Lead glasses provide radiation protection for your eyes. It is highly recommended to wear lead glasses at all times during medical imaging procedures to avoid serious health risks.
Lead glasses have different names in the medical industry. They can also be called:
- Leaded glasses
- X-Ray glasses
- Radiation glasses
- Leaded eyewear
- X-ray eyewear
- Radiation eyewear
- Radiation safety glasses/ eyewear
- Radiation protection glasses/ eyewear
Lead Glasses come in different styles to suit different face shapes and requirements:
- Wraparound frames: Lead glasses with plastic or metal frames, usually without prescription.
- Fitted frames: Lead glasses that fit over your prescription glasses.
- Rx frames: Frames that can hold any kind of prescription.
- Googles and face shields
Deutsch Medical is the only Lead Glasses Supplier which focuses on different "Radiation Safety Levels" to suit different professions and exposure levels:
- Radiation Safety Level 1: Lead Glasses with only front protection through leaded lenses
- recommended for short usage/ low exposure to X-Ray source
- Radiation Safety Level 2: Lead Glasses with front protection through leaded lenses and side protection through leaded side shields
- recommended for mid to long usage/ mid to high exposure to X-Ray source (e.g. Interventional applications, Anaethesists)
- Radiation Safety Level 3: Lead Glasses with front protection through leaded lenses and side, top and bottom protection through a lead-free frame material.
- recommended for long usage/ high exposure to X-Ray source (e.g. Interventional applications)
WHY and WHERE do I need to wear lead glasses?
Like lead aprons, lead glasses are worn in hospitals and other medical facilities to protect medical staff and patients from radiation/ x-rays. Lead glasses basically act as radiation protection shields for your eyes during medical and diagnostic imaging procedures, such as fluoroscopy, computed tomography and radiography.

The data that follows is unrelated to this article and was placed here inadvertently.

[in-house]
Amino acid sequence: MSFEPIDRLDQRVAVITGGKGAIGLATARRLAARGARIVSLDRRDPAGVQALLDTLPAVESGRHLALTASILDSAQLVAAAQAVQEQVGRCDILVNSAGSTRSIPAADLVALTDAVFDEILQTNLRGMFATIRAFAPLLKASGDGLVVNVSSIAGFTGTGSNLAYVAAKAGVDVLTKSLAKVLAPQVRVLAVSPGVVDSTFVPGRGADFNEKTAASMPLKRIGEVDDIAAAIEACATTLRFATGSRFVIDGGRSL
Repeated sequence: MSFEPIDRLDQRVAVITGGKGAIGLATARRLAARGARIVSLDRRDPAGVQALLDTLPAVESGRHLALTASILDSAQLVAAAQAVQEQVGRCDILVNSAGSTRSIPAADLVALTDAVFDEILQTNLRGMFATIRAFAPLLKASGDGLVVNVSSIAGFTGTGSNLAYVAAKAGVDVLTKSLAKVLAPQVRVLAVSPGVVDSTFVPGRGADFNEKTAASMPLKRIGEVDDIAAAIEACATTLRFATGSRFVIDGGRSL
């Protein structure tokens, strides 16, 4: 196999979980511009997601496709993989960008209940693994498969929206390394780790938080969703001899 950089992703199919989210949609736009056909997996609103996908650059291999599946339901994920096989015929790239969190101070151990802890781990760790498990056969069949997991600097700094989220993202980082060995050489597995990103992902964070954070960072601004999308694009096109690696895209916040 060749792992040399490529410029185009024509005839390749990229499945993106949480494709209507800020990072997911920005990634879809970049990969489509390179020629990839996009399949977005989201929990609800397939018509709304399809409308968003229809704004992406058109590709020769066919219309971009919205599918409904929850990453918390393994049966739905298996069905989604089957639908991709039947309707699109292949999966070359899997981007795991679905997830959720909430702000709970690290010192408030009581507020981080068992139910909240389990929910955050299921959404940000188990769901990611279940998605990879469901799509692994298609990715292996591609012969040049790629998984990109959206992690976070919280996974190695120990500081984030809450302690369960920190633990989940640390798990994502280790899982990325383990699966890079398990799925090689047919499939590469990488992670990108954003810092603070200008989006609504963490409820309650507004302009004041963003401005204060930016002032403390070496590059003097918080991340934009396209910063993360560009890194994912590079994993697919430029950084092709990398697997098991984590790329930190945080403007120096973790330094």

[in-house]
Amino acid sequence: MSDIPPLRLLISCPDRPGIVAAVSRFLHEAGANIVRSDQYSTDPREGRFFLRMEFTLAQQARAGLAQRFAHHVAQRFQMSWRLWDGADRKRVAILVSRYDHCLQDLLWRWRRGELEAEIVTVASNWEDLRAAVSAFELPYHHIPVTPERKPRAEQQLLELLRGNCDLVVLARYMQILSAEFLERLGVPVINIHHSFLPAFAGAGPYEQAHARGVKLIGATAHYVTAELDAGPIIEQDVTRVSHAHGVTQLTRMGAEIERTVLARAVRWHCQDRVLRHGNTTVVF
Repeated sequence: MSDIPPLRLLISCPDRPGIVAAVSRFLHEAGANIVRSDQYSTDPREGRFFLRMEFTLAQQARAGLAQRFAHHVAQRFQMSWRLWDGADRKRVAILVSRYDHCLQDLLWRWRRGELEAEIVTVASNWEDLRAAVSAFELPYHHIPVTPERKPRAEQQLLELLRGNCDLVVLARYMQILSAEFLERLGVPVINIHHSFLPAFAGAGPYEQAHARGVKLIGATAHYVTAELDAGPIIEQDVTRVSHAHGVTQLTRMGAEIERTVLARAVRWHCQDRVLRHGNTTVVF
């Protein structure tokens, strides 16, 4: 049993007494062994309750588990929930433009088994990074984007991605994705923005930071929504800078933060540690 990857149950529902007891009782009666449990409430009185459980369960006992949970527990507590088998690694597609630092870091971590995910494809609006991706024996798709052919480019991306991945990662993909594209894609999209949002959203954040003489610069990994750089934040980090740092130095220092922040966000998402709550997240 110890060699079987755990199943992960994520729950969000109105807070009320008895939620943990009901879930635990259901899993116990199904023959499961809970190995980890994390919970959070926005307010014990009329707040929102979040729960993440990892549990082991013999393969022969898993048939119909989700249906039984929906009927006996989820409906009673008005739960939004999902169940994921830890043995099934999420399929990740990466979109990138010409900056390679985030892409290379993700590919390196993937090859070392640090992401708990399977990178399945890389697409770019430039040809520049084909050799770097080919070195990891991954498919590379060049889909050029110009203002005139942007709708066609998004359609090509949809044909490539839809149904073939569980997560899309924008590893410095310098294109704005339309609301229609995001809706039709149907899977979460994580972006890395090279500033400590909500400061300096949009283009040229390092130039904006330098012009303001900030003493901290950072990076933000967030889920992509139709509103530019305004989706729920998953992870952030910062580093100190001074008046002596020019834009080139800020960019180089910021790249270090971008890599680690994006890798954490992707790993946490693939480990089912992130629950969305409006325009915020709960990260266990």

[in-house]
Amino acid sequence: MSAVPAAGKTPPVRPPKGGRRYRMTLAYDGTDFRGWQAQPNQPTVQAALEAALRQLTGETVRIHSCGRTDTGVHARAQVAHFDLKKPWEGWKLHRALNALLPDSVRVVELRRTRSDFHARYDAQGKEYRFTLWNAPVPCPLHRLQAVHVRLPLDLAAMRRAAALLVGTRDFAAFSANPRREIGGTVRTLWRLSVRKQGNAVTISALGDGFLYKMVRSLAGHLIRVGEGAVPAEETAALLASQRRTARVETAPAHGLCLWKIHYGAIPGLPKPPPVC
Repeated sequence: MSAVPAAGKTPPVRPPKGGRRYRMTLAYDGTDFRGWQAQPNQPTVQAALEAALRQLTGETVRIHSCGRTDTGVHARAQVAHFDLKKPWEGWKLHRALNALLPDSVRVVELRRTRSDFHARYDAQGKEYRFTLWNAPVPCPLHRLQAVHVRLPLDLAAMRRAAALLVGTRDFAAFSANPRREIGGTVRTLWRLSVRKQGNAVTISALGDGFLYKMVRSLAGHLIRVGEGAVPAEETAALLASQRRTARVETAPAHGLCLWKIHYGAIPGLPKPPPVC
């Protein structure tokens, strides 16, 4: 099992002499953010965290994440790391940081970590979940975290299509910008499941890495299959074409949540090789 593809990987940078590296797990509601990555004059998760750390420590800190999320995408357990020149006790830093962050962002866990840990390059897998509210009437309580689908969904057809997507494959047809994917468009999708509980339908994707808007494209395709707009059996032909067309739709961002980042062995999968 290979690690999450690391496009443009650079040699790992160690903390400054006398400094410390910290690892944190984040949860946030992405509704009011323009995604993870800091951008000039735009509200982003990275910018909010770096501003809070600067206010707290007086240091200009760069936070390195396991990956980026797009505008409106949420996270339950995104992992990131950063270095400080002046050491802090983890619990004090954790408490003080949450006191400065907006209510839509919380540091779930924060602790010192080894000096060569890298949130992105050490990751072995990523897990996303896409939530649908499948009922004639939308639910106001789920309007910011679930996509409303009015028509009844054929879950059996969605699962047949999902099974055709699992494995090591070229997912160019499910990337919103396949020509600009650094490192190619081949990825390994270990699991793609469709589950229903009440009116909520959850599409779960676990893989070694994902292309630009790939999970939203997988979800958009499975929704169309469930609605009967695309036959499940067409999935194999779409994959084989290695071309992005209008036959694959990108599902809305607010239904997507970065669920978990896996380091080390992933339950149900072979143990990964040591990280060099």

Lead glasses are worn in operating theatres, catheter labs, radiology, medical imaging, dental and veterinary facilities.
SERIOUS HEALTH RISKS
Like lead aprons, lead glasses should be worn during any medical imaging procedures to avoid serious health risks.
One of the increased health dangers is a cataract, which usually is a result of long-term exposure to low-dose radiation and can even lead to blindness.
The ICRP - International Commission on Radiological Protection – suggests an occupational limit for radiation exposure to eyes of 150 mSv/year. However, evidence has demonstrated that the limit is too high. The ICRP(1) now recommends an equivalent annual dose limit for the lens of the eye of 20 mSv, averaged over defined periods of five years, with no single year exceeding 50 mSv.
Medical staff still seems to underestimate the health risks to their eyes. According to the study “Historical review of occupational exposures and cancer risks in medical radiation workers”(2) 50% of interventional cardiologists develop cataracts. The risk of cataracts rises as the amount of exposure rises, e.g. during interventional radiology procedures, which are:
- Computed Tomography (CT) and CT fluoroscopy
- Magnetic Resonance Imaging (MRI)
Every hospital or medical institution follow different policies or guidelines which can be very confusing. ARPANSA, the Australian Radiation Protection and Nuclear Safety Agency, published several recommendations on how to improve Eye Safety in Image Guided Interventional Procedures (IGIP). Occupation Health & Safety departments are required to take appropriate measures to ensure the radiation exposure is limited by applying the IGIP recommendations.
In summary, whenever you are required to put on a lead apron to protect yourself against radiation scatter, you also have to wear lead glasses to protect your eyes.
1. ICRP ref 4825-3093-1464 Statement on Tissue Reactions